The History of Philosophy: AC Grayling’s insightful but blinkered view
Review: AC Grayling is a superb communicator of complex concepts but there are absent voices: women and Irish philosophers for starters
Ac Grayling largely concentrates on male, white and western philosophy
Bertrand Russell’s History of Western Philosophy looms over his academic successors in the same way James Joyce’s Ulysses overshadows novelists. The book is rarely read from cover to cover and it’s full of head-spinning digressions but Russell won a Nobel Prize in Literature partly on the strength of it, and it remains de rigueur on the shelves of any respectable intellectual.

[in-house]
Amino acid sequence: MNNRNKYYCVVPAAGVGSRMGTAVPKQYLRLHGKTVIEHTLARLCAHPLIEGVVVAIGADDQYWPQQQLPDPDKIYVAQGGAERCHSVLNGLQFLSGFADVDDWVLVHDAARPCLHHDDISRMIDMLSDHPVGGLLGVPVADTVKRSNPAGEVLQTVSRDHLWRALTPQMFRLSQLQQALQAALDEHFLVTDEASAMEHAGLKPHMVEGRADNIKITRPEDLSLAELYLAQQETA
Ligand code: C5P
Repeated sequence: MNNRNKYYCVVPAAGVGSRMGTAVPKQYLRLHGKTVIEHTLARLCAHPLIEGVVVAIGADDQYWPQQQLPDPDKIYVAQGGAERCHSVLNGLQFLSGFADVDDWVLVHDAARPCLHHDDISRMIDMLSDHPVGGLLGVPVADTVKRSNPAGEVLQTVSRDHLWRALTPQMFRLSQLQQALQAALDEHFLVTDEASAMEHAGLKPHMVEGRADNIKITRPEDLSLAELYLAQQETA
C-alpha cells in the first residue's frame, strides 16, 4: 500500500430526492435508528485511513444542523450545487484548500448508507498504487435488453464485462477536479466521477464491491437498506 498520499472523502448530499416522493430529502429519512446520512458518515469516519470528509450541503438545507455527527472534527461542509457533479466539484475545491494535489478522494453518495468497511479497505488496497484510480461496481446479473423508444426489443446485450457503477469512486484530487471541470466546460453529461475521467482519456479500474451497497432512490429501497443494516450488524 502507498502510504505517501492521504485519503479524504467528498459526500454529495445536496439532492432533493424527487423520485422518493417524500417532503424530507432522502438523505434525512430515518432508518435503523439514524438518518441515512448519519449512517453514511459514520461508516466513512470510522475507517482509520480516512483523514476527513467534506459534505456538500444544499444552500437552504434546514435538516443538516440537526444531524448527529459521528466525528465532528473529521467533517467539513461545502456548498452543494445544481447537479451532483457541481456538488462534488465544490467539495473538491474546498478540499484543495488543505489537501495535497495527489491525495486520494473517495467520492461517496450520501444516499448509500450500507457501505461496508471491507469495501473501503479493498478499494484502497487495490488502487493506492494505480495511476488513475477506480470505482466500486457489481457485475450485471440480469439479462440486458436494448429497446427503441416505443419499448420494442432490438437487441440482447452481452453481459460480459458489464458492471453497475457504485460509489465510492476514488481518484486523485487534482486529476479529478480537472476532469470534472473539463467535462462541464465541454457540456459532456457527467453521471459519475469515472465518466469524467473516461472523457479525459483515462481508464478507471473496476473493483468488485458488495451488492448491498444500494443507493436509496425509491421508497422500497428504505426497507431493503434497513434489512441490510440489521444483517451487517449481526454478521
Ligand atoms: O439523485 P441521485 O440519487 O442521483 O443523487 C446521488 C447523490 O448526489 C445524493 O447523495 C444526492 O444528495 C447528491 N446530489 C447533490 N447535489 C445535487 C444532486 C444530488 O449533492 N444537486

Trying to outdo Russell, then, requires not just considerable brainpower and a way with words but also a bit of an ego. AC Grayling appears well qualified under all three headings.
The 70-year-old academic, who scandalised his peers by setting up an independent undergraduate college in London a few years ago, has a masterly appreciation of the currents of western philosophical thought, especially the Anglo-American tradition. He is a superb communicator of complex concepts with an eye for the arresting fact. Who knew Plato required knowledge of mathematics for entry to his academy? Or that John Locke introduced “consciousness” into English? Or that John Rawls was politicised by his feminist mother?